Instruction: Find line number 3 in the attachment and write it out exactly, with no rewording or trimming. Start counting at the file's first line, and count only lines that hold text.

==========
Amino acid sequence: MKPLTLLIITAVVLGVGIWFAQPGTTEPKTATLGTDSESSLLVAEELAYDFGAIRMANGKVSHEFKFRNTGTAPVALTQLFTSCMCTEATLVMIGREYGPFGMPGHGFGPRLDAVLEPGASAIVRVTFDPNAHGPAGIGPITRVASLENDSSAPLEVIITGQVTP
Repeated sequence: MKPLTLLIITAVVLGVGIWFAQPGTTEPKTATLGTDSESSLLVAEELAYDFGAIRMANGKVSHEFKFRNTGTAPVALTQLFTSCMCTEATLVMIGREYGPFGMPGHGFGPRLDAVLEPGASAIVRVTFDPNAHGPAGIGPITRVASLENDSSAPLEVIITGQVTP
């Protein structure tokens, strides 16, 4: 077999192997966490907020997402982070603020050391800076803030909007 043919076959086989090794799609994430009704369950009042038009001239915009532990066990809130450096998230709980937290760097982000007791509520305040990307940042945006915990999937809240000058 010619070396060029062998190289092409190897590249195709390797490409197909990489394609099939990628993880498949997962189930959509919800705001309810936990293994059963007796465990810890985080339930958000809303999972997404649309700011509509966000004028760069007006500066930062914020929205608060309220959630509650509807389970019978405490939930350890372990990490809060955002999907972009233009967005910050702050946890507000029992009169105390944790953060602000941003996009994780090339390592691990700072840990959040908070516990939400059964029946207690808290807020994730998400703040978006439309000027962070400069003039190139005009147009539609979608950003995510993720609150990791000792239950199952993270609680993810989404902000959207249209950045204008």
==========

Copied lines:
């Protein structure tokens, strides 16, 4: 077999192997966490907020997402982070603020050391800076803030909007 043919076959086989090794799609994430009704369950009042038009001239915009532990066990809130450096998230709980937290760097982000007791509520305040990307940042945006915990999937809240000058 010619070396060029062998190289092409190897590249195709390797490409197909990489394609099939990628993880498949997962189930959509919800705001309810936990293994059963007796465990810890985080339930958000809303999972997404649309700011509509966000004028760069007006500066930062914020929205608060309220959630509650509807389970019978405490939930350890372990990490809060955002999907972009233009967005910050702050946890507000029992009169105390944790953060602000941003996009994780090339390592691990700072840990959040908070516990939400059964029946207690808290807020994730998400703040978006439309000027962070400069003039190139005009147009539609979608950003995510993720609150990791000792239950199952993270609680993810989404902000959207249209950045204008």